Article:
September 07, 2008

Morales Sends Bills to Congress

MABB © ®

Things are becoming clearer in Bolivia's latest ever going crisis. The decree promulgated by the President was decree number DS 29699 (issued September 6, 2008). This decree calls for the elections of the La Paz and Cochabamba Prefects.

The proposed law which is supposed to call the approval referendum for the Oruro constitution sets the referenda to be on January 25, 2009 as well.

The proposed law seeking to reform some laws will reform the laws of political parties, citizens organizations and indigenous peoples. This law will create the Subprefect and Departmental Council figures. Funny, this figures already exist in Santa Cruz.

So in summary, the aim of the government is to set January 25, 2009 as the date when:

- the elections for the Prefects of La Paz and Cochabamba are carried out
- the elections for the newly created Subprefects and Departmental Council Members are carried out
- the two referenda are carried out

The result is that the December 7 date is discarded.

This move means that the ball is on Congress' court. They have about 19 days, until September 25, 2008, to come up with an agreement. This is, since the law has to be signed 120 days before election day.

Now, if recent history serves us right, this will mean that the bickering between the Government, the MAS forces in Congress (Deputies Chamber and Senate) and the opposition forces will drag on to the deadline. In the end, the government will force the passing of the law with the help of its supporters wich will physically prevent the opposition Senators from attending the debates and vote. This will have been with the assurance that some substitute Senators from Podemos would support the bill.

Can it really be that easy? To tell you the truth, I don't know! If I could tell the future I would be famous. But, certainly we can look back and observe some behavioral patterns. And that is what I am doing right now. But, the Bolivian problem is so complex and dynamic that is imposible to say what is next. We can only guess.

My guess is that we are bound to see more violent acts this time. The military is starting to act on the road blocks. They have unblocked the road between Beni and La Paz. This will prompt a radicalization from the part of the protesting forces. As it has done in the past. This, certainly, is the recepy for more violence.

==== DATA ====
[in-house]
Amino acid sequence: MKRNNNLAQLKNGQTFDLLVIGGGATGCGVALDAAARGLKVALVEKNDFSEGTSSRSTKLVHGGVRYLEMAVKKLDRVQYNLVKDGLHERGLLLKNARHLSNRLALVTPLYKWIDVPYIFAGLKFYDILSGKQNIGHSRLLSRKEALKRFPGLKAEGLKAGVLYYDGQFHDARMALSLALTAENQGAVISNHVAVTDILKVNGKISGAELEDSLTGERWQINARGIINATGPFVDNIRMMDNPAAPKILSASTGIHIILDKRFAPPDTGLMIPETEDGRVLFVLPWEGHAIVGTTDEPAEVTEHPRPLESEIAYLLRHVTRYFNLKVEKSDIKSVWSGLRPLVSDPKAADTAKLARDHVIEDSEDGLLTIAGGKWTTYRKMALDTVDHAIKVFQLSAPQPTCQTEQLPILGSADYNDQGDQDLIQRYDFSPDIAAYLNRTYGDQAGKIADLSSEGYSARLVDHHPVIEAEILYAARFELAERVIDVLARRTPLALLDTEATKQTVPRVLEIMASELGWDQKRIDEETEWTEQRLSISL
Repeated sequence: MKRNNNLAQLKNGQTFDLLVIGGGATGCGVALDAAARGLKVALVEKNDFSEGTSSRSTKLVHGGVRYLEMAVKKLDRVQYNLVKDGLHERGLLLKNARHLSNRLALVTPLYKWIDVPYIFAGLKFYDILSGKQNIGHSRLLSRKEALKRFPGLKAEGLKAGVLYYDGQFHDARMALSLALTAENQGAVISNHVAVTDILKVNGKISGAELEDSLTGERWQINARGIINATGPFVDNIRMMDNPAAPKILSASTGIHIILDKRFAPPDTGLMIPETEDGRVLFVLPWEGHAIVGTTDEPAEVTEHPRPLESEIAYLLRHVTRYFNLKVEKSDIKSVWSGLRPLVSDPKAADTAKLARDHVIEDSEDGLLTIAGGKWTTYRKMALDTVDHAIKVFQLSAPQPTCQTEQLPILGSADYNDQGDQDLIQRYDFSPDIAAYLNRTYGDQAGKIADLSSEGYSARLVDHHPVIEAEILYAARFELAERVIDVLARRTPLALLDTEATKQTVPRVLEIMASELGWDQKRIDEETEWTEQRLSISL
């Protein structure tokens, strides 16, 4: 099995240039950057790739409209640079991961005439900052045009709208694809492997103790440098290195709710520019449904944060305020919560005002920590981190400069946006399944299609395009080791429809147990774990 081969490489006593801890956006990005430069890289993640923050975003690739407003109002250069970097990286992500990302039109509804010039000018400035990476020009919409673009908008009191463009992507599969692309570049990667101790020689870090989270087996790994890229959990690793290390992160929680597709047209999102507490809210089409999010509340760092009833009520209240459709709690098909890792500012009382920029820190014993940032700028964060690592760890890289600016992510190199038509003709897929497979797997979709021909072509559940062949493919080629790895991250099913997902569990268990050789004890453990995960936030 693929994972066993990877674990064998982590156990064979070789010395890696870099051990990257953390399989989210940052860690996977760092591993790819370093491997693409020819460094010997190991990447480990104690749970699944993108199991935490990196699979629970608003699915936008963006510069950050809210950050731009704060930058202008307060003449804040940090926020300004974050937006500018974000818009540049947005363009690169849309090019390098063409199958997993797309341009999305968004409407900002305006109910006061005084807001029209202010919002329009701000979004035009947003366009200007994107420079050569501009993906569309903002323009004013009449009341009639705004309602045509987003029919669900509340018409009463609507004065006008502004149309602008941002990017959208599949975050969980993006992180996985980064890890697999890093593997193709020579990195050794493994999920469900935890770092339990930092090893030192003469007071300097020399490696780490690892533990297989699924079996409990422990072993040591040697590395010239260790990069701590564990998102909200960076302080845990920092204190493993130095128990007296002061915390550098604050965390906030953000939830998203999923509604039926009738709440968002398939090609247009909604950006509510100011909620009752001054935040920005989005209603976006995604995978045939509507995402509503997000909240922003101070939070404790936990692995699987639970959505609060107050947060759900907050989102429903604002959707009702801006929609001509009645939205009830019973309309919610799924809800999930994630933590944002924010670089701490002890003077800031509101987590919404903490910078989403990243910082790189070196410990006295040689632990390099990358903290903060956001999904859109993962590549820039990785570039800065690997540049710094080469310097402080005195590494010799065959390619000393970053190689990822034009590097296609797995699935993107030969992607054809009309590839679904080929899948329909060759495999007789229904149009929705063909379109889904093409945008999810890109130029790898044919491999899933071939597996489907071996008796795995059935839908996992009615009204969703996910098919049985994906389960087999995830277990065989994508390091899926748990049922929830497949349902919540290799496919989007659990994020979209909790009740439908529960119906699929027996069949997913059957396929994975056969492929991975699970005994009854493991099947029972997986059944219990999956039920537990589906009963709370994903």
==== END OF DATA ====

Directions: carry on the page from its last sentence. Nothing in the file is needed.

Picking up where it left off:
As I argue, the civic forces will radicalize and, if their word is good, they'll start occupying more government offices, as they have started doing.

The government will keep pressuring Congress. Morales and Garcia will keep inciting MAS supporters to 'help' and 'defend' the changes taking place. And to clarify, I say inciting because when the President or his Vicepresident tell supporters they have to defend the change, the masses understand (have understood so far) physical resistance, as we have seen.

And yes, the opposition leaders will also incite their supporters, though in a less public manner. At least, less public in the sense that the press does not cover these too much.

Overall, I am expecting deeper trouble in the weeks to come before it gets better.


President Morales sent Congress today two proposed laws and promulgated one decree. The decree calls for elections for the Cochabamba and La Paz Prefects. Elections day should be January 25, 2009.

The first proposed law deals with the referendum to approve the Oruro constitution and the second, will approve or reject the article dealing with land property in that constitution. Congress should be the one instance to approve the law calling for those referenda.

The second proposed law will seek to change the law of electoral parties and citizen groups and the electoral code to provide for the election for Subprefects and Departmental Council Members.

I think Morales is playing it safe because he might have the necessary votes in Congress. It wouldn't be the first time that some substitute congressmen from the opposition vote with MAS. It happened before and it can happen again. Besides, as my prior post states, the leadership in MAS is pretty sure it has the necessary votes. That would make things a lot easier for MAS and Morales.